Les premiers vertébrés et les premières étapes de l’évolution du crâne

Philippe JANVIER

fr Comptes Rendus Palevol 8 (2-3) - Pages 209-219

Published on 30 April 2009

This article is a part of the thematic issue Evolutionary history of Life

The earliest vertebrates and the first steps of the evolution of the skull

Vertebrates are one of the few metazoan taxa, which display a well-corroborated phylogenetic pattern, a good and anatomically informative fossil record, and a relatively slow ontogenetic development. They are thus a favourite taxon for illustrating evolution as a historical process, although the stem of the vertebrate tree remains poorly documented by fossils, except for some Early Cambrian forms. Therefore, the characterization of the vertebrates now rests essentially on a small number of developmental characters, mostly involved in the rise of the skull, and whose precursors may occur in other chordates. The tree of the crown-group vertebrates also shows some major morphological gaps due to early extinctions, but a number of Palaeozoic stem gnathostome taxa helps in documenting the agnathan-gnathostome evolutionary transition. However, stem cyclostomes remain elusive.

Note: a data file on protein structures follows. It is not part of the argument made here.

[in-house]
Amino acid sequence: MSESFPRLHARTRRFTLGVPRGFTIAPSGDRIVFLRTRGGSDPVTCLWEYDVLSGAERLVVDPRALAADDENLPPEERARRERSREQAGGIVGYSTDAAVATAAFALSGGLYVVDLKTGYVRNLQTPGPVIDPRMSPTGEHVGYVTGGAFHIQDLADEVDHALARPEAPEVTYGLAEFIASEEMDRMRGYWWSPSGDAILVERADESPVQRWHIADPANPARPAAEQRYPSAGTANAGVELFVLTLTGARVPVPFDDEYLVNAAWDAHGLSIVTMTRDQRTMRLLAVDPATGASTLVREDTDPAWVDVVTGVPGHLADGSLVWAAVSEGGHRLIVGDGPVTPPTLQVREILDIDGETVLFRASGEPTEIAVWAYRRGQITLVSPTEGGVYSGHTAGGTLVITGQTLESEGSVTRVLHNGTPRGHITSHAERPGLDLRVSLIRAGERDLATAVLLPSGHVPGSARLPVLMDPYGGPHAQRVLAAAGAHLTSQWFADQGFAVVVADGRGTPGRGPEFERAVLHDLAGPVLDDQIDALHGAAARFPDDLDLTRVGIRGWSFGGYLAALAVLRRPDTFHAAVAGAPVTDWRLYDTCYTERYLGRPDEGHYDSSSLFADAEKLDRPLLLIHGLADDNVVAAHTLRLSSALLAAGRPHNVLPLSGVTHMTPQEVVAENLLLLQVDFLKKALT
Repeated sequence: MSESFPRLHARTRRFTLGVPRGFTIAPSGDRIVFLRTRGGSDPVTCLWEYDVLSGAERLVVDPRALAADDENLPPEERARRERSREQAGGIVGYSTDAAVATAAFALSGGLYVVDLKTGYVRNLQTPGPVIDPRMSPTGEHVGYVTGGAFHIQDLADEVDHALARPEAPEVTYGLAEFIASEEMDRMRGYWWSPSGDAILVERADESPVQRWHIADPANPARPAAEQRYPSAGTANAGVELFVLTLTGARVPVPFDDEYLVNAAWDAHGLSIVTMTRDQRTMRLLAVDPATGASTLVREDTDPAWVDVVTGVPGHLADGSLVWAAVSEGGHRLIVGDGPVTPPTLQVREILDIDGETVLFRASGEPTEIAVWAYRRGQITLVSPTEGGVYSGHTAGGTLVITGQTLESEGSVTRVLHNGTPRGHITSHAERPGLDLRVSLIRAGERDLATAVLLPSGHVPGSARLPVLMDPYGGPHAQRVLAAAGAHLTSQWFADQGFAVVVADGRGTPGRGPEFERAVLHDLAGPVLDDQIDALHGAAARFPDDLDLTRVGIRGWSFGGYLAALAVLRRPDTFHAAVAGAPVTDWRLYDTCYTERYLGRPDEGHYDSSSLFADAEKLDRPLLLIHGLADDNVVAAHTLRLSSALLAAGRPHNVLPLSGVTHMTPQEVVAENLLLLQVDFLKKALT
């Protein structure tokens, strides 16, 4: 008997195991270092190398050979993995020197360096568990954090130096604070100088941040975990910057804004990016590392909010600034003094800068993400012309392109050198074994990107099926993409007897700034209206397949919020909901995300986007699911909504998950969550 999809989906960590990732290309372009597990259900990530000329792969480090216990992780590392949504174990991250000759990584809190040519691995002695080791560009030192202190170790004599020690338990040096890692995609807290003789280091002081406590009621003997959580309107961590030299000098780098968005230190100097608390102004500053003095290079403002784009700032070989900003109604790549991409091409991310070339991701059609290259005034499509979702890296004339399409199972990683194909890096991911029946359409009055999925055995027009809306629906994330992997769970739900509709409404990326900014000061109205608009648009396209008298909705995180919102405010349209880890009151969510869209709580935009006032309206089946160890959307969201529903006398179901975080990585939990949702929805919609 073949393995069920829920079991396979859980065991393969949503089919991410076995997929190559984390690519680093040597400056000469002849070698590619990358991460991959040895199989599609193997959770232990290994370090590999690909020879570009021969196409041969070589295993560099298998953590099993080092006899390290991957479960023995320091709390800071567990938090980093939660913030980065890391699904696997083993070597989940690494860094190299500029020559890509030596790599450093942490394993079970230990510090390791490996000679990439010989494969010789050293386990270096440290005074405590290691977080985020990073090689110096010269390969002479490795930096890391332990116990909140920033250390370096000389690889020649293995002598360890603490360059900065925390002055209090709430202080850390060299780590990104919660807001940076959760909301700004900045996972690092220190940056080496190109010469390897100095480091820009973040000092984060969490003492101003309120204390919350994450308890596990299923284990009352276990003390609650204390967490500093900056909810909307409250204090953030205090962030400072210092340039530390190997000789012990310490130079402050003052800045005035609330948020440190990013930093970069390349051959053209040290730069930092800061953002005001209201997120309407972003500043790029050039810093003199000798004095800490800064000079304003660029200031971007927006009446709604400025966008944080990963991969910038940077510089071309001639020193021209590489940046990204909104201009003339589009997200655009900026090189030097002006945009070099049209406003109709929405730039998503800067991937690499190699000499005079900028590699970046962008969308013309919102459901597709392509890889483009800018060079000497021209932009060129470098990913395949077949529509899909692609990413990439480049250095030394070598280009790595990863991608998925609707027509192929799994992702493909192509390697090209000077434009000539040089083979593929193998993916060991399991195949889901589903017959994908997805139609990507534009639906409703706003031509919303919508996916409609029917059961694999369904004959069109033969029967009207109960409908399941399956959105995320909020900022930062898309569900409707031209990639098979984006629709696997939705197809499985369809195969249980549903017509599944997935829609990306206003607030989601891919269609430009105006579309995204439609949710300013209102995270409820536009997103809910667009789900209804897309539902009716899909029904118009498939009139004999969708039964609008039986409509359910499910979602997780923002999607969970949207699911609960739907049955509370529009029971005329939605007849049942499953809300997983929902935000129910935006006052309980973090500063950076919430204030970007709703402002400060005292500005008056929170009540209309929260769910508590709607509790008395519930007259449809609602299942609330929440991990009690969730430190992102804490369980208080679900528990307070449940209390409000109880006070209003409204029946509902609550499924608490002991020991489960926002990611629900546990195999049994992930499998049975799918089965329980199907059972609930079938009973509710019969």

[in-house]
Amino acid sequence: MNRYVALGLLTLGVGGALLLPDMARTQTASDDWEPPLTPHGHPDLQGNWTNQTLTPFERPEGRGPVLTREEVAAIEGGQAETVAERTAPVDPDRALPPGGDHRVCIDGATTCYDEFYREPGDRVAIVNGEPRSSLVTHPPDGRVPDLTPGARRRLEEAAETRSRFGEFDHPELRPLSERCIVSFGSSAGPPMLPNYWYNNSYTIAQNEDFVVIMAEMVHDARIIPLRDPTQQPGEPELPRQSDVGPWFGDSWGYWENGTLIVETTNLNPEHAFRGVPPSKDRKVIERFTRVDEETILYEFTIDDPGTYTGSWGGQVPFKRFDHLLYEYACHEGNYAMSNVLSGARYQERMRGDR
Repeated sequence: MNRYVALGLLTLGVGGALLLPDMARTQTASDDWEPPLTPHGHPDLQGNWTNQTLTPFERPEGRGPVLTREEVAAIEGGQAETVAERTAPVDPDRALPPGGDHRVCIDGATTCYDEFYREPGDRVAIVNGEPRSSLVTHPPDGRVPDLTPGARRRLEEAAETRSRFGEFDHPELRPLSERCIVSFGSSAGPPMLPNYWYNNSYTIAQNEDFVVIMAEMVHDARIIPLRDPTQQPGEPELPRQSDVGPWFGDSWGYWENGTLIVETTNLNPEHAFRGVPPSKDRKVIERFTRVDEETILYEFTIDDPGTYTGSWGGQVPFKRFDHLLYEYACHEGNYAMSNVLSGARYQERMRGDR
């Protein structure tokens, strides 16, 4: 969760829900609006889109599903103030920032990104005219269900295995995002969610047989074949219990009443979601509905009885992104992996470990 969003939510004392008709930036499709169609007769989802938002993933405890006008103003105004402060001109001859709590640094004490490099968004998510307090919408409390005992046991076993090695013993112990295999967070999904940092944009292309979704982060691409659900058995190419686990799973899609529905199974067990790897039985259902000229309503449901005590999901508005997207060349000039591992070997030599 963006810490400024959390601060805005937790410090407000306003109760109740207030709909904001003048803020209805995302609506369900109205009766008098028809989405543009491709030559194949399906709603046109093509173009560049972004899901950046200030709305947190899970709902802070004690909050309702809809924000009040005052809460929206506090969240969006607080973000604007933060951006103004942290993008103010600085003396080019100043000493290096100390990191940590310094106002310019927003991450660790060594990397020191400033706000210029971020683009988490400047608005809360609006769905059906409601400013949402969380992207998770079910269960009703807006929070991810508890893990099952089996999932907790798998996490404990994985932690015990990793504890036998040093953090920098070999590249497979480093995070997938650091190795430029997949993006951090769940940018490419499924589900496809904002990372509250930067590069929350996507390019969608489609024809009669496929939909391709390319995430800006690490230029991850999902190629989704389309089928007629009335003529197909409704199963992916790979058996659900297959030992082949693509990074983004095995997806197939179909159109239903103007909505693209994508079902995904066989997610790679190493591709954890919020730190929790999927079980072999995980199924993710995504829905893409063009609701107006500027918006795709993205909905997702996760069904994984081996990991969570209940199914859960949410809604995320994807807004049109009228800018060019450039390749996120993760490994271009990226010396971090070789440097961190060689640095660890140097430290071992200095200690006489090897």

Vertebrates, Chordates, Phylogeny, Fossils, Morphological gaps, Evolutionary transitions

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